The Pakistani Taliban has claimed responsibility for the assassination of former prime minister Benazir Bhutto in 2007, saying it killed her as she allegedly planned to collaborate with the US against the ‘mujahideen’ if she returned to power, says a book by the banned terror group.
“The return of Benazir Bhutto was planned at the behest of the Americans as they had given her a plan against the ‘Mujahideed-e-Islam’. Baitullah had received information of the plan,” the book claimed, in a reference to slain Pakistani Taliban founder Baitullah Mehsud.
The Daily Times reported that no group had claimed responsibility for Bhutto’s murder until the claim in the Taliban’s Urdu-language book titled Inqilab Mehsood South Waziristan—From British Raj to American Imperialism.
Pakistan Peoples Party (PPP) chief Bhutto, 54, was killed in a suicide attack in Rawalpindi shortly after she had addressed an election rally on 27 December 2007. Former president Pervez Musharraf had blamed the Tehreek- e-Taliban Pakistan (TTP) for the attack but the outfit had denied it.
The book says suicide bombers Bilal, also known as Saeed, and Ikramullah were tasked to carry out the attack on Bhutto. “Bomber Bilal first fired at Benazir Bhutto from his pistol and the bullet hit her neck. Then he detonated his explosive jacket and blew himself up among the participants of the procession,” the book claimed.
TTP leader Abu Mansoor Asim Mufti Noor Wali has written the book and published it on 30 November 2017, at “Maseed Computer Centre in Barmal, in Afghanistan’s Paktika province,” according to details in the book. The 588-page book, which contains many photographs of Taliban leaders, was posted online.
Military people in the know say most of the TTP fighters, belonging to the Mehsud tribe, had crossed into Afghanistan’s Paktika and Paktia provinces after the military launched a major offensive in 2009. The book says the TTP was also involved in a suicide bombing two months earlier at Bhutto’s procession in Karachi in October 2007, which had killed nearly 140 people though Bhutto had escaped unhurt.
It revealed that Baitullah Mehsud had approved the Karachi attack on Bhutto’s procession when she returned to Pakistan to lead her party campaign for the 2008 parliamentary elections. “Despite attacks on Benazir Bhutto’s procession in Karachi, the government had not taken appropriate security measures that made it possible for the attackers to have easy access to Benazir Bhutto in Rawalpindi,” the book says.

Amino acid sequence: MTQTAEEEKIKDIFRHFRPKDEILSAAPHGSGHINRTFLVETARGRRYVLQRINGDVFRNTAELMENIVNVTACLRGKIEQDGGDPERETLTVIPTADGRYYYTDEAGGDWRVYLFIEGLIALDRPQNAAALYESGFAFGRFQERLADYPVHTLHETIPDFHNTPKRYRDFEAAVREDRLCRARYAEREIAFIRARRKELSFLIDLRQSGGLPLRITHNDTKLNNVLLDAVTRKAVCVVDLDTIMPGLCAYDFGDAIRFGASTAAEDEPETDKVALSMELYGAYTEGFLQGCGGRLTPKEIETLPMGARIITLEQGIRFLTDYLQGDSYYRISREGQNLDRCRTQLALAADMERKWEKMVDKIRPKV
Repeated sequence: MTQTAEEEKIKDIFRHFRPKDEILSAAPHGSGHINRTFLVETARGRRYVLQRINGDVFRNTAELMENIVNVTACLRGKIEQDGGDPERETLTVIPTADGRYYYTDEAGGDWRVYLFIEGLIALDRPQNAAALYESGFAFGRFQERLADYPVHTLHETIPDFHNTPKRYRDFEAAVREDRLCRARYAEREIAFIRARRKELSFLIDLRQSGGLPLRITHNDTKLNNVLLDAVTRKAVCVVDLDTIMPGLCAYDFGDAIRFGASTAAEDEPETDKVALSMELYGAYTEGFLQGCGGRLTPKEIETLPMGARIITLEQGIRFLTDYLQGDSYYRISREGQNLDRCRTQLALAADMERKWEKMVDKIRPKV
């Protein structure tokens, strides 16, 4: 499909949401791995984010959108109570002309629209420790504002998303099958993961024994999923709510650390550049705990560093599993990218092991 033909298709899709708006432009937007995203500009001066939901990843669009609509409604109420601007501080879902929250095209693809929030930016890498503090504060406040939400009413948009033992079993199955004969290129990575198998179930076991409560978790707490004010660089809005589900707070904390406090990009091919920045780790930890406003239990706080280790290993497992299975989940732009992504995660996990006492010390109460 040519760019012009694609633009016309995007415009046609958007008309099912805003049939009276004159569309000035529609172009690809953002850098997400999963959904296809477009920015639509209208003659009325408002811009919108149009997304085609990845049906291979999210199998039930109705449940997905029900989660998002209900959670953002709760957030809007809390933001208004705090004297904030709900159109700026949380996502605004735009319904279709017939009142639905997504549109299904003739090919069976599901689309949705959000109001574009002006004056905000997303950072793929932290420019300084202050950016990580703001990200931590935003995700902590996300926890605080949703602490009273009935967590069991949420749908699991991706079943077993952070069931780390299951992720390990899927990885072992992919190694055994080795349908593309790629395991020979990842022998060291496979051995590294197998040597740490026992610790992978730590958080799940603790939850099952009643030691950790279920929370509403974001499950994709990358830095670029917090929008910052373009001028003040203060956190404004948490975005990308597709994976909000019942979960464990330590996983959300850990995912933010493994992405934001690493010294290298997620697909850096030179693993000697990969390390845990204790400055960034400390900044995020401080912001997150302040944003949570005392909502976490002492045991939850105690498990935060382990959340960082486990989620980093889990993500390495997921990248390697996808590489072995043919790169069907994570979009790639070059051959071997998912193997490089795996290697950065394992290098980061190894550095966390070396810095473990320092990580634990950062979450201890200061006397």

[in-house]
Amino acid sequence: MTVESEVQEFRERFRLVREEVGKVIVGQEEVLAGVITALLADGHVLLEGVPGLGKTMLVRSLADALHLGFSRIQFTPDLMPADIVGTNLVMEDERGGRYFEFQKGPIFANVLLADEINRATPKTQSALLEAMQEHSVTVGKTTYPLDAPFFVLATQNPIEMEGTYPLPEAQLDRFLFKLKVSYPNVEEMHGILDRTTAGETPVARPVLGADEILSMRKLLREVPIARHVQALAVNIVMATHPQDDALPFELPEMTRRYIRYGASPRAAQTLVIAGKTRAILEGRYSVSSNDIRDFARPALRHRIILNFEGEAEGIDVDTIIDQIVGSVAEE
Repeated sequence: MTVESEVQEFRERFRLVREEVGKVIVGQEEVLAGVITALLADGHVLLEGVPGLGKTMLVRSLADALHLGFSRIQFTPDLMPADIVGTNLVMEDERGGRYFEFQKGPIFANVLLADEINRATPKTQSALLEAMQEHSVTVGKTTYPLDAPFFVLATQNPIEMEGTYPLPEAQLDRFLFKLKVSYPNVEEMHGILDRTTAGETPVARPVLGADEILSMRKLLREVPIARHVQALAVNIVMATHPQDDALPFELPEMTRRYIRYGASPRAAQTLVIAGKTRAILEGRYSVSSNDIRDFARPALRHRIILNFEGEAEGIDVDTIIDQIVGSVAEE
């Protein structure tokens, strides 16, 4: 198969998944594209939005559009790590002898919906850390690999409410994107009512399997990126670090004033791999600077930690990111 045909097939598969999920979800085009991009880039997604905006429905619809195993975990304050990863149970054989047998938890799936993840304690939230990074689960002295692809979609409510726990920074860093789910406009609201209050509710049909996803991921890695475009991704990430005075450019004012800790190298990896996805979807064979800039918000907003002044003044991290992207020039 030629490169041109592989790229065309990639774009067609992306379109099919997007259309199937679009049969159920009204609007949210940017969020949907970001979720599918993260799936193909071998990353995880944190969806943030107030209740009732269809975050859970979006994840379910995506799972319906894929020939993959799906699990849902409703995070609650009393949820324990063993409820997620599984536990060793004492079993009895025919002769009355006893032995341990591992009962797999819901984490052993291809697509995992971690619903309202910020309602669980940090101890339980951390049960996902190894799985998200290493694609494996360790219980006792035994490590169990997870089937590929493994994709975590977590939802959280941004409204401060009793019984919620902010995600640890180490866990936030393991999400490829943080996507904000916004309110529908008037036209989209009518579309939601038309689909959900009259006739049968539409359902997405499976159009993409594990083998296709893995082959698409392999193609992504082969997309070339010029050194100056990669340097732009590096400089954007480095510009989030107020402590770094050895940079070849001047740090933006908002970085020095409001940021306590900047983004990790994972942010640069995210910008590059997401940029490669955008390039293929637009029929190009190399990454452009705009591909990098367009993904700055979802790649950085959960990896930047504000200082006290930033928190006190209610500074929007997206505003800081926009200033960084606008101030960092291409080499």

It says Ikramullah, a resident of Makeen town in South Waziristan, escaped from the blast site and is still alive. It does not say if it is the same Ikramullah, who was declared an absconder by an anti-terrorism court along with five others, including TTP chief Mehsud who was killed in a US drone strike in South Waziristan in 2009.
Musharraf had been formally charged in the case by an anti-terrorism court in Rawalpindi in August, 2017. The ATC also declared Musharraf an absconder in the case. The court had named Musharraf in the case in February 2011. The former army chief had on a number of occasions denied any involvement in the murder and dismissed the charges as politically-motivated.
Bhutto’s son and PPP co-chairman Bilawal had again blamed Musharraf for his mother’s killing in his speech to supporters on her 10th death anniversary on 27 December last year. The five TTP suspects in Bhutto’s murder case—Rafaqat Hussain, Husnain Gul, Sher Zaman, Aitzaz Shah and Abdul Rashid—were cleared of all charges in the murder trial last August.
The ATC had, however, convicted two police officials Saud Aziz, who was police chief of Rawalpindi when Bhutto was assassinated and Khurram Shahzad, a former Superintendent of Police at Rawal Town. Both were sentenced to 17 years in jail.
In October, 2017, both were granted bail by the Lahore high court. The book says investigators had blamed the TTP for the killing of Bhutto but Baitullah Mehsud had initially denied involvement, insisting that her killers were the same people behind the assassinations of her father Zulfikar Ali Bhutto and two brothers—Murtaza Bhutto and Shahnawaz Bhutto. It said the TTP leadership had denied any involvement in the murder until Bhutto’s 10th death anniversary.